With the GenAI movement being so young, we explained to Liang, the choices that SambaNova was making for models for specific kinds of tasks was important to list, as well as their relative sizes in terms of parameters that were used to do the training of those models. So SambaNova sent us a clunky spreadsheet with all 54 listed, and then a little bit later sent us this much prettier graphic that, while tall, outlines all 64 models and how they are used in the collective:

As you can see, LLaMA 2 models are heavily represented in this first iteration of Samba-1, with a smattering of Bloom, Mistral, and Falcon models. Interestingly, there are no OpenAI GPT 3.5 models. But remember, there are about 100 models to go in the collective before SambaNova reaches the 150 or so it thinks that enterprises will need, as Liang explained to us back in September. Maybe there will be pre-trained OpenAI models added at some point in the future (SambaNova did get its start on the early and open GPT models). But it is more likely that others from the Hugging Face galaxy of models, which weighs in at over 350,000 models and over 75,000 datasets at the moment, will be added. SambaNova is itself sticking to open source models, but enterprises do not have to do that. They can license other models and datasets to do their own training privately on SambaNova’s own gear or on cloud-based GPUs. You will also notice that there are often variations on a particular model that are tuned for speed or tuned for accuracy or tuned for a balance between the two.

“Here’s the thing,” says Liang. “I don’t have to trust one model that was biased in some way. I have 54 models. And as our roadmap continues to add more and more experts, you will have more and more access to different points of view that allow you to actually cross-check the answers that you are getting. If you don’t like what one expert is saying, you can get a second opinion, and you can actually have a separate expert come in and opine on their results and iterate further from there so that you create an answer. And so it’s actually quite exciting for us because it’s opening things that other people just can’t do, because these monolithic models by structure are biased in one place.”

The secret sauce in front of the Samba-1 model collective is known internally as “The Conductor,” which is the routing software between the prompt and the 54 models that knows, based on the prompt, which models to activate with input and to aggregate for output – and importantly for compute capacity and latency reasons, which ones to leave alone. This is not a big piece of software, says Liang, comprising maybe several thousands of lines of code – but certainly not millions or tens of millions like other pieces of systems software can swell up to. But that routing software is a tricky bit all the same, and we are dubbing it Router-1 because every product has to have a formal name.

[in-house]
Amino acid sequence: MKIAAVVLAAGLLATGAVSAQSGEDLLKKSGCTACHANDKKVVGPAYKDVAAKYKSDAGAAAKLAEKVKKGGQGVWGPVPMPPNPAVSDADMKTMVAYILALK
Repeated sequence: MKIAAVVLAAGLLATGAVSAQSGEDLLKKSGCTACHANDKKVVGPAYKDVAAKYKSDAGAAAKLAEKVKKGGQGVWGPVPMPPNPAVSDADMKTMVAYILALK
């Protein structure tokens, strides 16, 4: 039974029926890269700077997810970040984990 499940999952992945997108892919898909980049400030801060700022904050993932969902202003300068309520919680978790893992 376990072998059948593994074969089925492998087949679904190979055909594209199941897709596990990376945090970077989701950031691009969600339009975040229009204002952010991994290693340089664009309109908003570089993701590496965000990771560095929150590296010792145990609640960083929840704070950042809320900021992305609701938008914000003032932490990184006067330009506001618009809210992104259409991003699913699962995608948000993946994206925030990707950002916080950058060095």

It is not clear if SambaNova will open source this router so others can create their own composition of experts. Presumably not. But the idea is out there and if this approach works well, you can bet someone will start coding an open source LLM router.

Or, maybe people will just buy SambaNova iron and run it in their datacenters or rent capacity on the SambaNova cloud and just get to work.

That is what Liang thinks will happen, and he has set a goal for SambaNova to sell systems using the Samba-1 stack to 100 enterprises in the Fortune 500 this year. The target is really the Global 2000, of course, where all of the biggest money is spent in the IT sector outside of the hyperscalers and cloud builders.

Those hyperscalers and cloud builders are neck-deep in expensive GPUs and who are also building their own AI accelerators at this point. At the moment, SambaNova has dozens of paying customers and its revenues nearly tripled last year, and given this composition of experts stack and the fact that SambaNova believes it can get the same results as the monolithic models for one-tenth the cost (and about one-tenth the iron), this might be the year SambaNova starts riding up the hockey stick curve to hundreds of customers and hundreds of millions of dollars in revenues and then thousands of customers and billions of dollars in revenues.

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1 Comment

  1. Well, I could sure enjoy a choreography involving 54 Samba experts, harmoniously gliding across the cognitive dancefloor … more so than say, one very large expert Billy Idol “dancing with himself” (as if he’d over-indulged in a double-extra-large super-jumbo-sized DonutLM-v1, that merges delicious macaroni-7B, with yummy bagel-7B — if I read that pretty table well)! 8^b